Andrew Little says if Labour wins the election, it will make sure victims are always notified when a mentally unwell offender is allowed out of care.

If offenders are detained in a hospital or mental health facility in relation to their crime, the victims will be notified when they are allowed for the first time on unescorted leave or overnight unescorted leave, but not if they are out on escorted leave.

This allows the possibility for unsuspecting victims to stumble upon the offender out in public.

This loophole came to light last month when Christie Marceau's killer was allowed out of care without Marceau' parents being notified.


Brian and Tracey Marceau were unaware murderer Akshay Chand had been granted leave until they were informed by the media. He had been seen at an Auckland public library and at McDonald's and Countdown, Fairfax reported.

Tracey Marceau said it was "another kick in the face".

Victim Advocate Graeme Moyle said he had been asking the Government about the legislation for some time now, and was recently told by Little that Labour would change the situation.

Little confirmed to the Herald Labour would make the move, saying the victims should be told of any release or change in management that meant the perpetrator could be in public places.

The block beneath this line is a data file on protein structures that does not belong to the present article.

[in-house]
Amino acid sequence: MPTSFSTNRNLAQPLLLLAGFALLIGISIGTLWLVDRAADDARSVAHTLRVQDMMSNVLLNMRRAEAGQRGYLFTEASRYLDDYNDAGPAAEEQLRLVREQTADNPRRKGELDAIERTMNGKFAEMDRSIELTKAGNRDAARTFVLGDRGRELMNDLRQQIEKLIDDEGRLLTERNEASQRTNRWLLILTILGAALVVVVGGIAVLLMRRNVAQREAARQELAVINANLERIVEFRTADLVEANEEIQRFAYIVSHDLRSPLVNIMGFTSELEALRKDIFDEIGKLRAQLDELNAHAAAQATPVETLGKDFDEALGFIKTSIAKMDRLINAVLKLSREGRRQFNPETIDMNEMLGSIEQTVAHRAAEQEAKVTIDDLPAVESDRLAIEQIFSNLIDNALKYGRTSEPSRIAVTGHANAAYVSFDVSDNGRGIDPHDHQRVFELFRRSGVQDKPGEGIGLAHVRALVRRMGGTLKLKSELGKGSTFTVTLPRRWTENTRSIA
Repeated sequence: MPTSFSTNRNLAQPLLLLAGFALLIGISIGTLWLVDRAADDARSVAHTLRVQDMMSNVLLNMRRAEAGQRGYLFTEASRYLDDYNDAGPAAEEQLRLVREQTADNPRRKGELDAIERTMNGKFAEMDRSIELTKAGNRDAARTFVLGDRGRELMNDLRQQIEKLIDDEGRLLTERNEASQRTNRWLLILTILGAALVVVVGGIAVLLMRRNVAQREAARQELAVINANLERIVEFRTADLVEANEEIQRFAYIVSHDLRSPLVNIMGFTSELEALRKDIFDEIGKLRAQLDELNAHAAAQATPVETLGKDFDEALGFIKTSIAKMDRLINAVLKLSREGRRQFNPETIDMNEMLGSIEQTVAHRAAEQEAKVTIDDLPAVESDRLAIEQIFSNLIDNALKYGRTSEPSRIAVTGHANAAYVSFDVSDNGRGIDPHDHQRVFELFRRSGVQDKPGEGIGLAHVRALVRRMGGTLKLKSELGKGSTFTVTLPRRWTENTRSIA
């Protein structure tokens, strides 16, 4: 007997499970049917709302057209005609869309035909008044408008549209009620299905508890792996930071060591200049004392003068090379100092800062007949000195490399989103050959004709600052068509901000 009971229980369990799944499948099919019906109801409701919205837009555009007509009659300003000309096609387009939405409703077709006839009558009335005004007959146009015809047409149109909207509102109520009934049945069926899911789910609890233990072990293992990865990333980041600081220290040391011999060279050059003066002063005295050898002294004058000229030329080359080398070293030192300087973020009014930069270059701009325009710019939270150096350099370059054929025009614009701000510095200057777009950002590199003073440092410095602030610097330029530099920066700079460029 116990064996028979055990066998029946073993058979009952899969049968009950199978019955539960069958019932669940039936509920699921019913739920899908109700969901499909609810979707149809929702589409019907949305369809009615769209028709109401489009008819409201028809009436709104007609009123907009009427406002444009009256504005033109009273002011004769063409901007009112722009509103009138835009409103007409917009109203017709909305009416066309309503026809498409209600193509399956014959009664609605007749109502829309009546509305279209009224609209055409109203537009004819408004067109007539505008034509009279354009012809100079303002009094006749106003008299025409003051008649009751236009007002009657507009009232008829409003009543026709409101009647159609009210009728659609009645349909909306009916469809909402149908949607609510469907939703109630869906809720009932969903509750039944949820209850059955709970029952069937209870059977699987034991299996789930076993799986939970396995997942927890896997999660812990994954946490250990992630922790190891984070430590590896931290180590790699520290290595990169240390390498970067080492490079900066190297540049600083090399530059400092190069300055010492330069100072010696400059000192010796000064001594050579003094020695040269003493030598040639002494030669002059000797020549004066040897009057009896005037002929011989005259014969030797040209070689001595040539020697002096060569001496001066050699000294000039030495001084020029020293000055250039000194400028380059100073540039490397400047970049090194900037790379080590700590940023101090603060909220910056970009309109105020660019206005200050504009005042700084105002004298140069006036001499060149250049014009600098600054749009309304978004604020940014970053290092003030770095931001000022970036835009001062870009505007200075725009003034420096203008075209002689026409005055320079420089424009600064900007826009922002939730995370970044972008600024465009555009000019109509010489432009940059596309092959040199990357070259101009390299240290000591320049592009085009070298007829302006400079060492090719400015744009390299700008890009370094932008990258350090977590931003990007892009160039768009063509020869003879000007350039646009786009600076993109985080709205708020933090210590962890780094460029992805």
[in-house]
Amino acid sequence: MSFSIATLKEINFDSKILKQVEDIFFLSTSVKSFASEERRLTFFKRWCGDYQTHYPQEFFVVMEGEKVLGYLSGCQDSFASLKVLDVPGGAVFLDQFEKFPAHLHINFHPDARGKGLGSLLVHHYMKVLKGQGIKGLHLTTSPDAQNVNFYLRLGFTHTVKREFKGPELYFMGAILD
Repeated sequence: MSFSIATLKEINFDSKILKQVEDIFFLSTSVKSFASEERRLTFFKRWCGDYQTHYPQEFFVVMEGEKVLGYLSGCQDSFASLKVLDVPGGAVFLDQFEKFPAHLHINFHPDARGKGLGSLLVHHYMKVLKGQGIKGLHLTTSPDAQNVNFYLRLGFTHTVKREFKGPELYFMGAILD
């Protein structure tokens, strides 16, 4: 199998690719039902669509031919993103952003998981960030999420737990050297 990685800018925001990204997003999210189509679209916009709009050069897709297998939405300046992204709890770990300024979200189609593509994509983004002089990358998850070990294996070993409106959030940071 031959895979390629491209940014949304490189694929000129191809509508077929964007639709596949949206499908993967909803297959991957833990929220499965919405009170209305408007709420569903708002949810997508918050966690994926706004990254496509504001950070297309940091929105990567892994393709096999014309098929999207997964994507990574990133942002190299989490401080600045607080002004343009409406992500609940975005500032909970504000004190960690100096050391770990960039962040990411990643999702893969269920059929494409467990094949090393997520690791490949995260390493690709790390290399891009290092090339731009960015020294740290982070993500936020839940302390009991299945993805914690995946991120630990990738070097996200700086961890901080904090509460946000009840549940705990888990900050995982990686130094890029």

"The reality is that there's a dead person with a grieving family and they're entitled to know that the person who's caused the family member's death has been [let out]," he said.

While it was important for the offender's "basic human rights" to be respected, it was "just as important that the family are able to manage their situation and their grief".

"They shouldn't be left surprised if they stumble upon the person who has caused the death of their family member."

While he was focusing on the loved ones of murder victims, Little said any victims of crimes committed by the mentally unwell should be notified.

Minister of Justice Amy Adams said in a statement a person allowed out on escorted leave is not being transitioned into the community, "so there is no requirement under the law for notification".

However she said she was "happy to consider whether any change to this is justified and necessary".

Act leader David Seymour was in support of the change, saying it didn't "sound like a bad idea on the face of it".

"Certainly there's been cases around New Zealand where people have had a person that's severely victimised [them] released and not known about it," he said.

"Ultimately, do we have justice purely for the welfare of the victims or for the welfare of the offenders?"

He said Act's position was to prioritise the rights of victims.

Maori Party co-leader Marama Fox said they would "absolutely" support such a change as well.

"What if they [the victims] are just walking around and are suddenly confronted with the person who perpetrated a crime against them?"

Fox said people needed to be able to "build themselves up" to prepare for that happening.

She said it was "just cruel" to put victims at risk of coming across the offender unexpectedly.